Reading Steinbeck makes me long for the days when I worked with the health department, makes me long for the time when I used to be out and among the people, touching their lives, sometimes touching their hands or bodies in ways that let me know that they and I were alive in a human sense that also touched me in my deepest heart.
As I write this, tears are coming to my eyes and my throat is getting tight at remembering that life, that previous life when my days were filled with more than the talk of a police radio and the answering of 9-1-1 phone calls, when I could drive about the city where I lived, my city and county where the people were mine and I was theirs and charged with doing something for them. I could see and feel them, could smell their smells and walk in the dust of their roads and unkempt back and front yards.
I long for the smell of a hot palm tree as it is baking in the August sun with the pigeons and other birds shitting down on those people and me and my car, where I could walk among the duck shit at Encanto Park when I was taking a break from my many field visits and rest in the shade or watch the white middle-class moms taking their three and four year-olds decked-out in Oshkosh-by-gosh jumpers and short-sets to play in the sand entrenched playground while watching the transients wander between the bathrooms and pay phones, watching who might be watching them and not.
I would sit in my car and watch the people who came to the park on their lunch breaks, wondering at who they were speaking to on their cell-phones, or wonder at what they were reading or writing as they sat at the picnic tables and looked up every now and then as the swarm of pigeons took wing and brought up the dust and dirt from their wings and the ground in their leaving.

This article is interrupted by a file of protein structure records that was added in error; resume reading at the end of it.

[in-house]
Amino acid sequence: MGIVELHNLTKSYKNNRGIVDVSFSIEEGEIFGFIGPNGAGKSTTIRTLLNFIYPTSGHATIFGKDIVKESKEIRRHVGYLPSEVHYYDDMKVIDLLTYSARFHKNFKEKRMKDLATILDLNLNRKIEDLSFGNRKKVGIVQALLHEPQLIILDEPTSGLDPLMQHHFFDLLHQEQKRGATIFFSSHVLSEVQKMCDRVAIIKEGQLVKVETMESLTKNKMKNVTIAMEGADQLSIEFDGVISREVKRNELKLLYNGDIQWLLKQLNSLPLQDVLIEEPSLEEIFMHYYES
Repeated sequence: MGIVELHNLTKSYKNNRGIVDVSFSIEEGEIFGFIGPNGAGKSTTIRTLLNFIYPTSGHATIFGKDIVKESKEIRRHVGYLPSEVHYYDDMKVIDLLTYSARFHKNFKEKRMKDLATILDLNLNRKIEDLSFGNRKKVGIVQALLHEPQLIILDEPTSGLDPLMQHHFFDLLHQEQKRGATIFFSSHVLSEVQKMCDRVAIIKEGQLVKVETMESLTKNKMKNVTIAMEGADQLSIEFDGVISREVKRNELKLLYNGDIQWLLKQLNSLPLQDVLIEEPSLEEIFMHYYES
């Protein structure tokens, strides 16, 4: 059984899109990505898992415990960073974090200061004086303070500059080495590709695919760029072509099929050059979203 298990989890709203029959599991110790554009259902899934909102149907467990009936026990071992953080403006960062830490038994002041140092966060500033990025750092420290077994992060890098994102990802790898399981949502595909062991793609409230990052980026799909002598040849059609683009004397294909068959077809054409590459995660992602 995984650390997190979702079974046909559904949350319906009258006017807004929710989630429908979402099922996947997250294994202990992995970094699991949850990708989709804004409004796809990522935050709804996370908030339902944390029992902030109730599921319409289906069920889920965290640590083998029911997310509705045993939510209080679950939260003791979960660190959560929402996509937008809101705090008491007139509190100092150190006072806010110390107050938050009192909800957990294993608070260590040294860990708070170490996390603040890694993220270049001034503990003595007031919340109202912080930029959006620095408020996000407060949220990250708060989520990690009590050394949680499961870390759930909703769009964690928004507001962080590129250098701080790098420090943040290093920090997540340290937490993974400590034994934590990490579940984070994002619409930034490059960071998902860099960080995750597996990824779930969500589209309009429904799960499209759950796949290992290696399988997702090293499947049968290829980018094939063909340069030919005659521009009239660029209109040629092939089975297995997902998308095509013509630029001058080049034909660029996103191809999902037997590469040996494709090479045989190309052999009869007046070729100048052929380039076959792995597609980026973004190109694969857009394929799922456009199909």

I long for the days when I would walk down 12th Avenue and Buckeye and feel the stares on me as the locals wondered what they hell I was doing in their neighborhood. Some would recognize my white car and white self parked along the curb and come out to talk with me, while many others stood inside at their windows waiting for me to leave.
I can see the area still as it used to exist, with Dixon’s Club on the south east corner of 13th Avenue and Buckeye, old gray and purplish stuccoed building with the one scraggly Palo-Verde tree there on the corner with the dirt parking lot and old wooden door jamb that had seen many fights and raids and strange white cops darken its doorway, and then across the street on Buckeye proper at 12-something west, the Social Club and its parking lot on the east side of the building where I got some blood on my hand after drawing someone at the trunk of my car, with my little black fanny-pack of a blood kit, elastic band to tie off their arm, the tubes and needles and alcohol wipes for cleaning the puncture spot…the wipes that came away filthy brown most times and lightened that tiny patch of skin where I would insert the needle to take some of their precious blood to see if it was tainted with the curse of syphilis.
I would then drive the sample back to the clinic and deliver it to the lab and watch patiently as the techs spun it down and then took a drop of the serum and mixed it with the reagent that would quickly, slowly, or not at all react with its charcoal grains that meant those people or persons had been touched with that curse, that same curse that made me scream in my soul at receiving the blood test results of the newborn that was four times higher than its mom’s blood results taken at the same time.
Reading Steinbeck causes me to see the little insignificant things in life and marvel at their simple-ness and integral-ness to what we call life. He draws a big picture but fleshes it out with the details that I seem to be away from now that I’m in an office or call-center all day. I hear the distress of people on the phones or the excited-ness of the officers as they’re chasing someone and the usually calm voice of the sergeant saying that we are not in pursuit and watch the new dispatcher get amped-up and tense in her typing as she’s trying to get it all down in the officers’ radio traffic….